Unqualified teachers correcting Leaving Certificate and Junior Certificate exam papers this year is "less than ideal" but the highest standards will be applied when it comes to correction, according to the General Secretary of the ASTI.
Speaking on RTÉ's Today with Claire Byrne, Kieran Christie said that there will be "rigorous oversight" applied.
He added that the ASTI would "much prefer" if all correctors were qualified teachers and involved in the system, but there had been a difficulty with recruitment this year, as well as a "substantial amount" of teachers who declined to correct the exams.
Mr Christie said the reason for this was that the rates of pay "weren't good" but also after two years of the Covid-19 pandemic, teachers wanted a "well deserved break" for the summer months.
"At the end of the two years of remote teaching, mask-wearing and distancing, the appetite was not there to go correcting examinations," Mr Christie said.
As first reported in The Irish Times, the State Examinations Commission (SEC) has said that a "small proportion" of the approximately 4,000 examiners are Post-Graduate Masters of Education students and qualified applicants who are not teachers. But it said, "as in the past", that the "vast majority" of examiners for the State examinations continue to be serving or retired teachers.
Mr Christie said teachers were exhausted by the end of May and that while the ASTI worked hard to improve payment rates, there was work still to be done on that score to make the work more attractive.
He said that the Government "don't ease up on the purse strings easily".
Mr Christie said students and parents should know that there are stringent checks and balances within the system, as each examiner is assigned an advising existing examiner and there is rigorous oversight.
He also noted that Leaving Certificate students can look at their papers and if they see an error, they can appeal it.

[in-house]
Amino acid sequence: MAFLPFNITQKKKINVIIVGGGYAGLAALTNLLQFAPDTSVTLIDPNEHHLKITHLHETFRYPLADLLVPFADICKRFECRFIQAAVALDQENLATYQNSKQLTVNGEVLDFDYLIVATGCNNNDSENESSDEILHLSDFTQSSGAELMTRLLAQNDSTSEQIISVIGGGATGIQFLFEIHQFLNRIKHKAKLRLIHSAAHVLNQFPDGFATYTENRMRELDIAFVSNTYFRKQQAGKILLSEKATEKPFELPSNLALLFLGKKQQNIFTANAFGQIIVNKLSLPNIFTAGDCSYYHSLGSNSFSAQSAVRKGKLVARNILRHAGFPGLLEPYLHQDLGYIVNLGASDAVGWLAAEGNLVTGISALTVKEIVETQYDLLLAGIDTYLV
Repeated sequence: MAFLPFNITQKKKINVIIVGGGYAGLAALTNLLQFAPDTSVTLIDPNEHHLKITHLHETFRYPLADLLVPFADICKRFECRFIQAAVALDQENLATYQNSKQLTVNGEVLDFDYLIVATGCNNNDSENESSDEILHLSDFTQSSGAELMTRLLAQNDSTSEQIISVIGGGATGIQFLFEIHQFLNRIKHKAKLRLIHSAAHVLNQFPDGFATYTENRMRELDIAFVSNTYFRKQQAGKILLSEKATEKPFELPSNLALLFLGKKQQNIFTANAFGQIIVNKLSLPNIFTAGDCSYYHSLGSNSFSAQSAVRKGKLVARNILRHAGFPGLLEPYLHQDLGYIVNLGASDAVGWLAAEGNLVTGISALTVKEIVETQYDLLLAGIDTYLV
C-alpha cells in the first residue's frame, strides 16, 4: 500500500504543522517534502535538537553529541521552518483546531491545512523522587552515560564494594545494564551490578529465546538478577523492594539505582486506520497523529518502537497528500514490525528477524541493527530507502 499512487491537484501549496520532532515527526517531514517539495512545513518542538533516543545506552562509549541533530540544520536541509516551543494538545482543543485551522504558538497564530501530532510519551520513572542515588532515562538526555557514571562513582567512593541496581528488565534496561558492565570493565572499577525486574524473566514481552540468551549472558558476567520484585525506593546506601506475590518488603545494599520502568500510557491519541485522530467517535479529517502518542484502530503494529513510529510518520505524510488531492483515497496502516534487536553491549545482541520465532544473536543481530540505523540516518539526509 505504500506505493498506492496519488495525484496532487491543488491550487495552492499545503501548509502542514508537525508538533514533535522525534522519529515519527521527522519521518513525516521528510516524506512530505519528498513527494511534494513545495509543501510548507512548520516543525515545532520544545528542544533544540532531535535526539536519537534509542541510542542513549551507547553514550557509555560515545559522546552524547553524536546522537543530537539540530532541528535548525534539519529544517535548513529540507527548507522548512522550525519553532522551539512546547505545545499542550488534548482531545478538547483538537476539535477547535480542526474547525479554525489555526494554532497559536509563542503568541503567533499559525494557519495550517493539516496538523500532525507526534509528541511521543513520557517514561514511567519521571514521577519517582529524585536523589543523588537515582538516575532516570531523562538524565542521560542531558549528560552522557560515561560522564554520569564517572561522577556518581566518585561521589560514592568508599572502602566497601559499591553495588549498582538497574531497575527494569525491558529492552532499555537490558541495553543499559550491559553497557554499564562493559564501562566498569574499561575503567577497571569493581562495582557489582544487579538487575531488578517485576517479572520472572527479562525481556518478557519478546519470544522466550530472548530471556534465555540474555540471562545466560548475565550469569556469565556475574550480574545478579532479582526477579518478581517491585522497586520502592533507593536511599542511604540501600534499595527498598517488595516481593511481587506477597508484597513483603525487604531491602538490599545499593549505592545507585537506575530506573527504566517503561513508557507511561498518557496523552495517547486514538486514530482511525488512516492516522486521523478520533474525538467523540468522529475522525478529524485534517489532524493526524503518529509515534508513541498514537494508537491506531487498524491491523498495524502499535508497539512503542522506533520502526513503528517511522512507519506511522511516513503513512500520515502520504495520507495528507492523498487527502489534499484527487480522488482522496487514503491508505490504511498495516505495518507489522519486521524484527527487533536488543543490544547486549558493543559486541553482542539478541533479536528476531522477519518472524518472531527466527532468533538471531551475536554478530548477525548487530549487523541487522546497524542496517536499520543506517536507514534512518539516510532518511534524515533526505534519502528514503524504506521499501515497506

He said that the issue of the lack of correctors had been flagged in recent months by the State Examinations Commission and there was also the challenge of rebalancing this year due to calculated grades and "grade inflation" in recent years.
He said the Minister for Education had said that nobody will be losing out, but he accepted that there is apprehension, but nothing but the best and the highest of standards should be applied.
Guidance Counsellor Brian Mooney said this was a problem that had been building for a number of years and correcting exam papers had become less popular.
Speaking on RTÉ's Drivetime, Mr Mooney said Covid-19 meant there were less exams being sat, so fewer correctors were needed.
He said the State Examinations Commission had sought correctors, but with younger teachers travelling again it may have been a less attractive option.
He said a long-term plan was needed to ensure this does not happen every year.
In reply, the State Examination Commission said it appoints around 4,000 examiners annually to mark the Leaving Cert and Junior Cert, adding that it ran extensive examiner recruitment campaign this year.
"The SEC has been, and will continue to be, active in its efforts to encourage teachers, including recently qualified teachers and retired teachers, with the relevant subject expertise to apply for positions as examiners with the SEC," the committee said in a statement this afternoon.
"Examiners appointed by the SEC are selected on the basis of their academic qualifications, their teaching experience and their examination experience."
It added that all examiners marking examination papers are "appropriately qualified" and are selected on the basis of their academic qualifications, their teaching experience and their examining experience.
The SEC added that all contract staff fees have increased by the 1% public sector pay increase and have increased significantly through a range of other financial enhancements.
"Examiners who complete the marking of examinations scripts satisfactorily in line with the agreed marking scheme and in compliance with the SEC's procedures will be paid an additional satisfactory completion fee at a rate of €6 per script for Leaving Certificate subjects and €3 per script for Junior Cycle examinations," the statement added.
"This represents an increase of between 17% and up to 50% per script at Leaving Certificate and an increase of between 48% and up to 57% per script at Junior Cycle depending on the subject specific rate."